Baby losing interest in nursing

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Baby losing interest in nursing

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Baby-led weening is loosely defined as the time when the baby no longer needs to nurse for nutritive reasons and/or emotional reasons. This is very rare in the infant under 12 months of age. Nursing strikes, however, do occur in the younger infant and may be misconstrued by the new mother as, "Oh my baby's weening." Instead of letting the baby ween, it might be helpful to consider perhaps there's an underlying cause to the breast refusal. The baby might have an ear infection, the baby might have the first cold with a stuffy nose that forces them off the breast, they're not comfortable nursing, they might have a sudden separation from the mother, the baby might be feeding too much in replacement feed bottles, and there might be too many pacifiers in use. So once you rule out all of the possible considerations, if you wish to bring your baby back to your breast, it's pretty simple. First, you would really eliminate any replacement bottle feeds. When the baby's refusing the breast, trust your baby and simply increase the time that you wear them and carry them between feeds. Don't replace the feed and be ready to feed on the baby's cues to help bring them back to the breast. You can also offer the breast to the baby at what we call a dream feed, which is your bedtime. You simply bring them to the breast very quietly when they're in a sleepy state and they often relatch right then and take a good deep feed and get right back on track. Another technique is to offer the breast after the end of a good nap, when the baby's happy and sleepy and waking up and very commonly would go to the breast.

Watch Video: Baby losing interest in nursing by Cynthia Epps, MS, IBCLC, ...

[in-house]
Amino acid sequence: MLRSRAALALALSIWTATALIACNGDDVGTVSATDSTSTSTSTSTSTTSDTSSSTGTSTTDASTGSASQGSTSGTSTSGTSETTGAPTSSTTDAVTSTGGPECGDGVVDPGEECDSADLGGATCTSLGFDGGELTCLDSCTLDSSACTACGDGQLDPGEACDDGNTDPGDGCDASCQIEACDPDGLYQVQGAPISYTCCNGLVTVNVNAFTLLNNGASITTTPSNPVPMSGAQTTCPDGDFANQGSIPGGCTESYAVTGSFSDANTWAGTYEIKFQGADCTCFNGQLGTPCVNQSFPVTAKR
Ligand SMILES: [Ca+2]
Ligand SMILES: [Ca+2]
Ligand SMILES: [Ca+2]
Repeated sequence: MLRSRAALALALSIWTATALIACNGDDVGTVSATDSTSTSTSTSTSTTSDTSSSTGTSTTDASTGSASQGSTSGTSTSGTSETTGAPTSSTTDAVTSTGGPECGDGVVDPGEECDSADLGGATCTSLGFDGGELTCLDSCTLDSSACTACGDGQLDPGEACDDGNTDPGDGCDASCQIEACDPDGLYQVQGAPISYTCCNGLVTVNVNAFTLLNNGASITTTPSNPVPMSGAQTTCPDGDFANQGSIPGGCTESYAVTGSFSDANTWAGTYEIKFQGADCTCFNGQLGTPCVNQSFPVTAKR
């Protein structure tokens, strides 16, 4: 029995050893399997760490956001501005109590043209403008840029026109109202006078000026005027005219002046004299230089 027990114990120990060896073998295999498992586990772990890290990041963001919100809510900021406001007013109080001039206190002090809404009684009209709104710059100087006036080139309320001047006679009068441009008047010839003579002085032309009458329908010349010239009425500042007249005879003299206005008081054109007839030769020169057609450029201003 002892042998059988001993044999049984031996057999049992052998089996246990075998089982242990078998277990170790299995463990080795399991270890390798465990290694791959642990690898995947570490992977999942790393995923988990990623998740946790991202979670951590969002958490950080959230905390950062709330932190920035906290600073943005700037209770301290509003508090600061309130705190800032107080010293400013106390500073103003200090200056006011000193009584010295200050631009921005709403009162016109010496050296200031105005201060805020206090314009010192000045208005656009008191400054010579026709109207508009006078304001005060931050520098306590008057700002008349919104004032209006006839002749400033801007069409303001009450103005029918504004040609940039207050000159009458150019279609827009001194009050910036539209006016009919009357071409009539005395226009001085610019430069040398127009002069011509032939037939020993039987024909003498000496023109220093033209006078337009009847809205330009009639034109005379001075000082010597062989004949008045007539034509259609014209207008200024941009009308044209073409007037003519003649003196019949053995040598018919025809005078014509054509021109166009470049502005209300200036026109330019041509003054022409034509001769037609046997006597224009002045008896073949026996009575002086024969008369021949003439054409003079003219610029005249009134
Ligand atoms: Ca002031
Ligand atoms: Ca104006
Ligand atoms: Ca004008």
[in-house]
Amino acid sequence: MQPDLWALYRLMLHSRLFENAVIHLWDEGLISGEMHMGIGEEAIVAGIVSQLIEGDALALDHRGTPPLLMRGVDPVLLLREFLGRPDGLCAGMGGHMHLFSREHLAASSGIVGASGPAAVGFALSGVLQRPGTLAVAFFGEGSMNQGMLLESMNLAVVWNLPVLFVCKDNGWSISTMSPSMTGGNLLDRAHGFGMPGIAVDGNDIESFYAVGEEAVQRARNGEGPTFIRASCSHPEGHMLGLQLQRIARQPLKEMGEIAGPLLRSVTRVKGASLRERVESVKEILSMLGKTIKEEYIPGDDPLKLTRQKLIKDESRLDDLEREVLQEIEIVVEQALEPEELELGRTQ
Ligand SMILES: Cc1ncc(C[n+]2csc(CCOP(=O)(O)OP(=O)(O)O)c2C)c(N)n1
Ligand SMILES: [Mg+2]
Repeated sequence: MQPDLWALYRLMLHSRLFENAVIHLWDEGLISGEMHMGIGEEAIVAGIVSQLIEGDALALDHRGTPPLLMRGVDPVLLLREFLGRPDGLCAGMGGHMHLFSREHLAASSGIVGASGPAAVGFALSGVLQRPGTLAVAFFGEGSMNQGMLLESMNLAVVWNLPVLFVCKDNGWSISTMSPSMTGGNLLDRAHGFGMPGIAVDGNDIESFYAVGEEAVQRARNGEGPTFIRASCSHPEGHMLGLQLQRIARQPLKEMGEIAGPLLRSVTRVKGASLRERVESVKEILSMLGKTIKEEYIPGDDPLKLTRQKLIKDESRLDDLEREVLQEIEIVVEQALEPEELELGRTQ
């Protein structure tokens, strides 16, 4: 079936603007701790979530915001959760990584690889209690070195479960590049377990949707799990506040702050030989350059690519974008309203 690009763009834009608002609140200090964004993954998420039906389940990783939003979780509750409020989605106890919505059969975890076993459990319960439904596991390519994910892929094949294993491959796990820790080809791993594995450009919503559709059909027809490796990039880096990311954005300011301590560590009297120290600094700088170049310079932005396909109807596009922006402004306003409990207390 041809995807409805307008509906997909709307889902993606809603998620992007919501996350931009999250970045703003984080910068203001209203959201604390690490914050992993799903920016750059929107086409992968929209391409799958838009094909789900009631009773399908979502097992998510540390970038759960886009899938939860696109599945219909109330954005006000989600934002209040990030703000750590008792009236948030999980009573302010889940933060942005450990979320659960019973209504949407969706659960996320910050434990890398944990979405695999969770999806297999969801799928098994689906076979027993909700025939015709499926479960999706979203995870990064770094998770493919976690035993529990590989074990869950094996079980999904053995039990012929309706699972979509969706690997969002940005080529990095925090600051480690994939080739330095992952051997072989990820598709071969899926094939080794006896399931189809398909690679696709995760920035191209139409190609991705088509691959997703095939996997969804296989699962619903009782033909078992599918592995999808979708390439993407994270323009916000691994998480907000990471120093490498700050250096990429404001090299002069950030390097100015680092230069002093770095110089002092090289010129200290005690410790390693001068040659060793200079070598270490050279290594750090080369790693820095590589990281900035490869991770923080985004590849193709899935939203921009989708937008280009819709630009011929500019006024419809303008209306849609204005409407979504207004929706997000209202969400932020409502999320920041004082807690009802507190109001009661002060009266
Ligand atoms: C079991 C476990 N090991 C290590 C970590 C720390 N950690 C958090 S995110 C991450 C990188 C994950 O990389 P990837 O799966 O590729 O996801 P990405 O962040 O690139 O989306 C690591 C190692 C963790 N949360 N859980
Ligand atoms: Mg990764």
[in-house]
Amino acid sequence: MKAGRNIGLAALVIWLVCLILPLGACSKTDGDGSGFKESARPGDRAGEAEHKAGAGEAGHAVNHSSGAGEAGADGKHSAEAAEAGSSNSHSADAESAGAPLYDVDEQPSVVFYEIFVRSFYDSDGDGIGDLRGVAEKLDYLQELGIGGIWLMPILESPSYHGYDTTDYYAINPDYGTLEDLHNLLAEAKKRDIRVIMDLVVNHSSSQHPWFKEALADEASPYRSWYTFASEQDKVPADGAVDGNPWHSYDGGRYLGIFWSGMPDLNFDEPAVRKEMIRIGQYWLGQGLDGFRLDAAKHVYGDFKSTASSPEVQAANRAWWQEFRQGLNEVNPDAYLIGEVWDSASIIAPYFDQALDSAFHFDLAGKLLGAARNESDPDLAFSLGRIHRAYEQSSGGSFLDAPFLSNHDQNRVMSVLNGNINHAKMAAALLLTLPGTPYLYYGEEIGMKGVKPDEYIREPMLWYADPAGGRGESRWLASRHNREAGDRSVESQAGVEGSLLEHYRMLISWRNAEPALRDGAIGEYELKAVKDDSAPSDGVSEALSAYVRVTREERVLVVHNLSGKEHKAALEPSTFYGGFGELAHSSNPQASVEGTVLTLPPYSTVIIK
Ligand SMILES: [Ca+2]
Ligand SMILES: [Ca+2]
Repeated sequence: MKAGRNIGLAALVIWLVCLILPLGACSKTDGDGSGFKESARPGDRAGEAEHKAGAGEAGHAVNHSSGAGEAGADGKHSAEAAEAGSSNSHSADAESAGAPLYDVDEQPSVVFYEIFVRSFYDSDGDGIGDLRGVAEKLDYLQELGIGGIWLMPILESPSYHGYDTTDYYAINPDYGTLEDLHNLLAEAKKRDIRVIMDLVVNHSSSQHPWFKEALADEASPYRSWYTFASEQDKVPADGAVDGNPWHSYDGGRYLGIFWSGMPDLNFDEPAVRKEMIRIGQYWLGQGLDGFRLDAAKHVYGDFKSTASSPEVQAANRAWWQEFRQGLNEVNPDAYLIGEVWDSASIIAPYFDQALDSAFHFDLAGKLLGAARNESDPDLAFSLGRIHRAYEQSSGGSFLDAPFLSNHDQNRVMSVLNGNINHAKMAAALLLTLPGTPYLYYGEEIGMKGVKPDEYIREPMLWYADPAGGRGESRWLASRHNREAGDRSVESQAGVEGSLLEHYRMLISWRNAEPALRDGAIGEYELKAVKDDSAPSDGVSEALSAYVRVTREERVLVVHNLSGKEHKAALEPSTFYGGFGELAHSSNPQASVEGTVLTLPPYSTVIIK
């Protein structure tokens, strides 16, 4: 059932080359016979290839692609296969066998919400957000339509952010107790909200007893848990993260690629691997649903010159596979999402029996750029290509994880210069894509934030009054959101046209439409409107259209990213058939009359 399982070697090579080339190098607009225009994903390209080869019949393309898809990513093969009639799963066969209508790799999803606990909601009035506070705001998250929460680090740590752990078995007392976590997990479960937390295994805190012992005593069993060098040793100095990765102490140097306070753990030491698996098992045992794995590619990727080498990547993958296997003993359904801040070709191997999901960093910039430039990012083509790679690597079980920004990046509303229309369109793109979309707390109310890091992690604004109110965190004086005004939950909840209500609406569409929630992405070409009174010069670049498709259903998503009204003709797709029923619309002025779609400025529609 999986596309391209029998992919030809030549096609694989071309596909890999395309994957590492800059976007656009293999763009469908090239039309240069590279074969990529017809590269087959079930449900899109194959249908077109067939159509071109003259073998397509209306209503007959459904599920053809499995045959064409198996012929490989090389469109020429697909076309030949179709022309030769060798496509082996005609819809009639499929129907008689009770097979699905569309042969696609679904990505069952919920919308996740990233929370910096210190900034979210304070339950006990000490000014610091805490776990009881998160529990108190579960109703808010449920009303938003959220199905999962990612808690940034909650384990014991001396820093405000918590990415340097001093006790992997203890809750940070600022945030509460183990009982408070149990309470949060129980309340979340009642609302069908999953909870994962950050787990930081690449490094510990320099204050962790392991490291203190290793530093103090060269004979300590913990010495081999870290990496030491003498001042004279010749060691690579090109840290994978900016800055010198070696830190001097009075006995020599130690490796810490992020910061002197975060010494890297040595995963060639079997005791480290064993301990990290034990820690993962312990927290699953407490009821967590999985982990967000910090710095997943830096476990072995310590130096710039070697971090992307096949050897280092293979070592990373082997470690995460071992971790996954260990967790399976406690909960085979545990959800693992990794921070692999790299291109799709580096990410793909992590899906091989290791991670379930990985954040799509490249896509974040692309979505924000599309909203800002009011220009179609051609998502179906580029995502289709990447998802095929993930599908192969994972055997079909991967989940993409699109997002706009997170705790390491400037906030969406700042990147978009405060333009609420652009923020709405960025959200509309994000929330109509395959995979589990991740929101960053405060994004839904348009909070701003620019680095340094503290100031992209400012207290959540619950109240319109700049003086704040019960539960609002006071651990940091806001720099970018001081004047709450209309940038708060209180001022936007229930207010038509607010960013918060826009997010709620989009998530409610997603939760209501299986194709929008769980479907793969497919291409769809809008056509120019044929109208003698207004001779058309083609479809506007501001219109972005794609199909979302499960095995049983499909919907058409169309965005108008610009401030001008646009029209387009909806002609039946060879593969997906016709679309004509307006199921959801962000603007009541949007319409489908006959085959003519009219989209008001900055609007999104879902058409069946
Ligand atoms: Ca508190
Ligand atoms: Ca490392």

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Cynthia Epps, MS, IBCLC

Infant Feeding Specialist

Cynthia Epps, MS, IBCLC holds a master’s degree in nutritional biochemistry and is a board certified lactation consultant in private practice in Los Angeles, California. She specializes in home and internet consults for new mother/infant couples from birth through two years of age. She covers early breastfeeding questions such as learning to trust the breast, establishing a good milk supply, sore nipples, colic and reflux; as well as “back to work” protocols for the working mother and “transitioning to solids” at six months per the American Academy of Pediatrics and World Health Organization guidelines, plus food wars and gentle weaning guidelines for the older infant. In addition, she has written for LA Family Magazine and Mothering Magazine, and leads infant feeding workshops throughout the community. With the wisdom of motherhood still largely negated or ignored, she specializes in combining ancient matriarchal traditions with modern science to help the new mother transition into the time-honored role of nurturing her baby with body and breast. She continues to pursue the goal of redefining the human infant feeding norm as breastfeeding or breastmilk for all children.

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